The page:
Update on the emissions scandal
BGH confirms defect
In its judgement of 8 January 2019, published only recently, and after a large number of other rulings in lower courts, the Federal High Court of Justice (BGH) has classified defeat devices as a defect of quality.
Facts of the case
The background to this judgement was proceedings carried out in the lower courts, in which the purchaser of a diesel-powered vehicle fitted with an illegal defeat device (the plaintiff) filed a warranty claim against a distributor (the defendant). The plaintiff called for supplementary performance in the form of the delivery of a new vehicle, substantiating the claim by saying that the defeat device rendered the vehicle defective. After the Regional Court (LG) of Bayreuth, in its judgement of 20 December 2016 – (21 O 34/16) had surmised a defect without stating any specific grounds, the Higher Regional Court of Appeal (OLG) in Bamberg, in its judgement of 20 September 2017 – (6 U 5/17) left the issue of defectiveness unresolved, instead rejecting a claim by the plaintiff on the grounds that a replacement delivery would be impossible. In the opinion of the OLG, there was no entitlement to replacement delivery for the simple reason that the vehicle type in question was in the mean time no longer being manufactured, which meant that the delivery of a replacement would be impossible. In the view of the OLG, moreover, delivery of the follow-up model would not be an option either on account of its different motorisation characteristics. The BGH has now commented on these points in its recently published judgement as follows:
Judgement of the BGH
1. Defect of quality
In its judgement, the BGH makes it clear that a vehicle is defective within the meaning of Section 434 of the German Civil Code (BGB) if a defeat device is installed at the time when the vehicle is handed over to the purchaser and that device is illegal from the point of view of the licensing and registration laws. The BGH argued that the mere menace of an operating ban by the licensing authority was enough to render such a vehicle unsuitable for normal use as a car, and therefore defective.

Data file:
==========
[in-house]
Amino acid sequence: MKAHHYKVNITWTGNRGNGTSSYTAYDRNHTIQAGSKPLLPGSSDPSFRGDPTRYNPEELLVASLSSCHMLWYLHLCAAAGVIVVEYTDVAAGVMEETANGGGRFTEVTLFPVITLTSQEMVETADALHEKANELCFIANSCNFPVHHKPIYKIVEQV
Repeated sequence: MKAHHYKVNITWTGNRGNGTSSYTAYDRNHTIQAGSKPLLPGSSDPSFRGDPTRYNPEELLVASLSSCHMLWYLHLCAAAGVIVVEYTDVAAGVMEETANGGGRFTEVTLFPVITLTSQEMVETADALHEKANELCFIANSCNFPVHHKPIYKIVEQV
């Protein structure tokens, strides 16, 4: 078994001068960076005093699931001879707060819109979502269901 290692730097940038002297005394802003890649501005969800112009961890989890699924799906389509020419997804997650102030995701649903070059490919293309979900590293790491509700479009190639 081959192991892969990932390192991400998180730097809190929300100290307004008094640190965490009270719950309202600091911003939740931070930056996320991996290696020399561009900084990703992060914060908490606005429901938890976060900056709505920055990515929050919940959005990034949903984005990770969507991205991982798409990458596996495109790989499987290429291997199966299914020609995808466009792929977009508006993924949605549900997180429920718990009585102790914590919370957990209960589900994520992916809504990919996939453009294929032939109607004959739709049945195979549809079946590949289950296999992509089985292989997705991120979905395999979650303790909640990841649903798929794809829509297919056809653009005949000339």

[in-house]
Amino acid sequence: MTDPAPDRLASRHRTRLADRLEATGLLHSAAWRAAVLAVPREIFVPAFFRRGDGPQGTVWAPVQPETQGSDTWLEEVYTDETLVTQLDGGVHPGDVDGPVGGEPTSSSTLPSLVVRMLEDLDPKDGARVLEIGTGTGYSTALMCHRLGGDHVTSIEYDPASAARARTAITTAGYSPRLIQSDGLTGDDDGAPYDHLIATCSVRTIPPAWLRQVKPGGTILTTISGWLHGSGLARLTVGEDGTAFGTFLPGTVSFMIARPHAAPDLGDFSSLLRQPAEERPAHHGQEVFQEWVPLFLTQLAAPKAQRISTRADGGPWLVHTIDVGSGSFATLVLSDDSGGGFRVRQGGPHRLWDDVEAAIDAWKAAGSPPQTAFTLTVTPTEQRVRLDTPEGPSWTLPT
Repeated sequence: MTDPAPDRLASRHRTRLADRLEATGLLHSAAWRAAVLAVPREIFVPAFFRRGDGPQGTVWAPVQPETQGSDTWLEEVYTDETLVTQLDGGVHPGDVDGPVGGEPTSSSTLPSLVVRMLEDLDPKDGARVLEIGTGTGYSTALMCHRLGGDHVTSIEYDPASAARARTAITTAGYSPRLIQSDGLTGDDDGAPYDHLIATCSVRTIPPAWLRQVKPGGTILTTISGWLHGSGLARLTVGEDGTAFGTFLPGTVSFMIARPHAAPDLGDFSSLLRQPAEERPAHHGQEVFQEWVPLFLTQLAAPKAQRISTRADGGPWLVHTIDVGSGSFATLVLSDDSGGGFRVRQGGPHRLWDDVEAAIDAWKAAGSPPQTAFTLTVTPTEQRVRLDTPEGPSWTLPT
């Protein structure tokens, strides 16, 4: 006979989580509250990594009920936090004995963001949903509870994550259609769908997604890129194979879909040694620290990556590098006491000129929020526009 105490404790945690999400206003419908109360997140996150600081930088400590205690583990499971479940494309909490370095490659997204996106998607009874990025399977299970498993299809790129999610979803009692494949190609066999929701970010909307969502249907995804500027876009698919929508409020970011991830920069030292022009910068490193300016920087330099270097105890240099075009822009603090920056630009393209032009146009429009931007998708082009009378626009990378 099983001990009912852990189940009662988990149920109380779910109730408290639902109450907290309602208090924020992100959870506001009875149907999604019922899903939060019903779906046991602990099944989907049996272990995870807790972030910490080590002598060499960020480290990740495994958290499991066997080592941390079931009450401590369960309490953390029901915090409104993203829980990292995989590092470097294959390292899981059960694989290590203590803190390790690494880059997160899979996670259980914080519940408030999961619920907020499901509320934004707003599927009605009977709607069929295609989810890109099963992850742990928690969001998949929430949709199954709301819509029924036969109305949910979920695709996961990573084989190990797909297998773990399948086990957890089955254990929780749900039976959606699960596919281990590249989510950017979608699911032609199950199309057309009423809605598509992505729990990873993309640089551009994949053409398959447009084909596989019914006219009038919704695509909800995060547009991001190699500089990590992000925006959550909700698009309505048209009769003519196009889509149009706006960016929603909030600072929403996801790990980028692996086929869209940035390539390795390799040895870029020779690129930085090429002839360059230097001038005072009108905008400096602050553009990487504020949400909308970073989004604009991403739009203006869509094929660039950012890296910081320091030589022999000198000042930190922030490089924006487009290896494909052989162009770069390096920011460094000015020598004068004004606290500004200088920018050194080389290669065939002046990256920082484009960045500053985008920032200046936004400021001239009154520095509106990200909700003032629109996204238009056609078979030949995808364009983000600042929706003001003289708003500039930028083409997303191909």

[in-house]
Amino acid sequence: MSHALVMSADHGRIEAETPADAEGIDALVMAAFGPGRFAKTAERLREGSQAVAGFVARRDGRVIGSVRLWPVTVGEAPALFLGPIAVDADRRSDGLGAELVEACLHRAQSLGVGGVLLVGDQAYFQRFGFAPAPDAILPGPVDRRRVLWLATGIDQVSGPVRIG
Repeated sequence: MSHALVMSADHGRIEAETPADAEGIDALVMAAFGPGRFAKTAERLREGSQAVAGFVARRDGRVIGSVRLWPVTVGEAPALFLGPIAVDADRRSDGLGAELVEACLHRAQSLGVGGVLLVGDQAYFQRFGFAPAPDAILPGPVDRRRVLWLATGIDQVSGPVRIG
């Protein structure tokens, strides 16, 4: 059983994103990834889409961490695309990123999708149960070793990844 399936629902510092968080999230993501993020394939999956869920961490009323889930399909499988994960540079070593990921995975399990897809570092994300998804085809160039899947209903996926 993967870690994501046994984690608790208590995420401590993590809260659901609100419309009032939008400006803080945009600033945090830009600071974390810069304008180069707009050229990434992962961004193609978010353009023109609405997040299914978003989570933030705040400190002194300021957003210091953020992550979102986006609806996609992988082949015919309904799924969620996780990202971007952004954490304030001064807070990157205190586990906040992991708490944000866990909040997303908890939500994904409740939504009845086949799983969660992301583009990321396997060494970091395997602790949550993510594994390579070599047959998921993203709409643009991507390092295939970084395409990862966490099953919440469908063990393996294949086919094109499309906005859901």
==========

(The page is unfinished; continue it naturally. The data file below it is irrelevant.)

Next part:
2. Impossibility of replacement delivery (refusal of performance)
Furthermore, the BGH determined that what is decisive as regards the possibility or impossibility of a replacement delivery is whether the vendor can procure a thing that is similar or equivalent, but not necessarily identical. So impossibility as in Section 275 (1) of the BGB does not apply if the replacement delivery can only be made in the form of a new vehicle model. The fact that the new model has more powerful motorisation or modified exhaust certification does not, as a matter of basic principle, mean that there is no similar or equivalent thing available any more.
However, the BGH also correctly pointed out that the call for replacement delivery of a new vehicle can be repudiated by the vendor if the costs of that replacement delivery are disproportionately high compared with those of rectifying the defect (e.g. via a software update) (Section 439  of the BGB).
On the one hand, this judgement by the BGH is not a supreme court adjudication in the form of a verdict. Indeed, there will not actually be a verdict in this matter, since the parties came to an extrajudicial agreement prior to the date set for the hearing. On the other, by its judgement, the BGH has made its view of the above-mentioned issues clear. For that reason it may be assumed that other courts in future cases are very likely to follow the opinion of the BGH and rule accordingly.